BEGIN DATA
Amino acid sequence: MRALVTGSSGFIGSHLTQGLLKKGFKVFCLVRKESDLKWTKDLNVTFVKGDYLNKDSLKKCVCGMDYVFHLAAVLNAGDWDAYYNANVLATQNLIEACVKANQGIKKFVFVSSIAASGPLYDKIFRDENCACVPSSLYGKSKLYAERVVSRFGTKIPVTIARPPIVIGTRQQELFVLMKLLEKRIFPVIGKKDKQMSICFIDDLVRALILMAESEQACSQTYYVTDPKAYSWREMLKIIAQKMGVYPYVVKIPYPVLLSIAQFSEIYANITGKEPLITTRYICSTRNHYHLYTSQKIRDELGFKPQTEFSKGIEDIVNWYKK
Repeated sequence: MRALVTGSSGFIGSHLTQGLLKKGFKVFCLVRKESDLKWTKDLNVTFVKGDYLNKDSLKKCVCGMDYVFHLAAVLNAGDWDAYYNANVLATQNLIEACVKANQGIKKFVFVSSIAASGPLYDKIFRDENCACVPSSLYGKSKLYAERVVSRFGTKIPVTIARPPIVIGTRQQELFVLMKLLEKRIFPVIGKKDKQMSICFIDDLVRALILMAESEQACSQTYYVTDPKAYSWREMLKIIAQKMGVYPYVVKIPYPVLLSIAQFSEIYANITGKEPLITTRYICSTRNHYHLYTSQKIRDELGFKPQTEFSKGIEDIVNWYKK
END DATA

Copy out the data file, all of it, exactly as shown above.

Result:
Amino acid sequence: MRALVTGSSGFIGSHLTQGLLKKGFKVFCLVRKESDLKWTKDLNVTFVKGDYLNKDSLKKCVCGMDYVFHLAAVLNAGDWDAYYNANVLATQNLIEACVKANQGIKKFVFVSSIAASGPLYDKIFRDENCACVPSSLYGKSKLYAERVVSRFGTKIPVTIARPPIVIGTRQQELFVLMKLLEKRIFPVIGKKDKQMSICFIDDLVRALILMAESEQACSQTYYVTDPKAYSWREMLKIIAQKMGVYPYVVKIPYPVLLSIAQFSEIYANITGKEPLITTRYICSTRNHYHLYTSQKIRDELGFKPQTEFSKGIEDIVNWYKK
Repeated sequence: MRALVTGSSGFIGSHLTQGLLKKGFKVFCLVRKESDLKWTKDLNVTFVKGDYLNKDSLKKCVCGMDYVFHLAAVLNAGDWDAYYNANVLATQNLIEACVKANQGIKKFVFVSSIAASGPLYDKIFRDENCACVPSSLYGKSKLYAERVVSRFGTKIPVTIARPPIVIGTRQQELFVLMKLLEKRIFPVIGKKDKQMSICFIDDLVRALILMAESEQACSQTYYVTDPKAYSWREMLKIIAQKMGVYPYVVKIPYPVLLSIAQFSEIYANITGKEPLITTRYICSTRNHYHLYTSQKIRDELGFKPQTEFSKGIEDIVNWYKK